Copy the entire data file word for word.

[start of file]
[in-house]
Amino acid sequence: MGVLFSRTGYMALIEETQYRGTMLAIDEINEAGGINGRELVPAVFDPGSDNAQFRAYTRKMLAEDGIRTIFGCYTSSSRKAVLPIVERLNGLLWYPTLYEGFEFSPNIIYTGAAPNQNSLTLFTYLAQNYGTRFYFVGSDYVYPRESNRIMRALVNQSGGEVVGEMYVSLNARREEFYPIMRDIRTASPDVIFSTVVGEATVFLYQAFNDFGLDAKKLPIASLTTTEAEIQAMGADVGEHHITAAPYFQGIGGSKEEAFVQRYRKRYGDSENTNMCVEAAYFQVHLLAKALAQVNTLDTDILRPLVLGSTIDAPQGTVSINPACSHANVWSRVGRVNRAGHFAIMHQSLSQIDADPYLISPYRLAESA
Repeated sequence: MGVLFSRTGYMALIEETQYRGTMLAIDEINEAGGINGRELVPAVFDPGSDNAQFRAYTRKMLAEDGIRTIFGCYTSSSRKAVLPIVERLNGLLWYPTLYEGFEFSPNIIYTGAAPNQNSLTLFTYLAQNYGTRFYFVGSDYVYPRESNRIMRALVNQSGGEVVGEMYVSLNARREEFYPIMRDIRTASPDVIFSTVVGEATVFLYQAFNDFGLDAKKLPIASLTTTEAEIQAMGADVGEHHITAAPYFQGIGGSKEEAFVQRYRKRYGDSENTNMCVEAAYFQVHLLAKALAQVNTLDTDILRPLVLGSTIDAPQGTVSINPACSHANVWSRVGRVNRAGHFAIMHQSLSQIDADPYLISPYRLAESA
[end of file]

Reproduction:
[in-house]
Amino acid sequence: MGVLFSRTGYMALIEETQYRGTMLAIDEINEAGGINGRELVPAVFDPGSDNAQFRAYTRKMLAEDGIRTIFGCYTSSSRKAVLPIVERLNGLLWYPTLYEGFEFSPNIIYTGAAPNQNSLTLFTYLAQNYGTRFYFVGSDYVYPRESNRIMRALVNQSGGEVVGEMYVSLNARREEFYPIMRDIRTASPDVIFSTVVGEATVFLYQAFNDFGLDAKKLPIASLTTTEAEIQAMGADVGEHHITAAPYFQGIGGSKEEAFVQRYRKRYGDSENTNMCVEAAYFQVHLLAKALAQVNTLDTDILRPLVLGSTIDAPQGTVSINPACSHANVWSRVGRVNRAGHFAIMHQSLSQIDADPYLISPYRLAESA
Repeated sequence: MGVLFSRTGYMALIEETQYRGTMLAIDEINEAGGINGRELVPAVFDPGSDNAQFRAYTRKMLAEDGIRTIFGCYTSSSRKAVLPIVERLNGLLWYPTLYEGFEFSPNIIYTGAAPNQNSLTLFTYLAQNYGTRFYFVGSDYVYPRESNRIMRALVNQSGGEVVGEMYVSLNARREEFYPIMRDIRTASPDVIFSTVVGEATVFLYQAFNDFGLDAKKLPIASLTTTEAEIQAMGADVGEHHITAAPYFQGIGGSKEEAFVQRYRKRYGDSENTNMCVEAAYFQVHLLAKALAQVNTLDTDILRPLVLGSTIDAPQGTVSINPACSHANVWSRVGRVNRAGHFAIMHQSLSQIDADPYLISPYRLAESA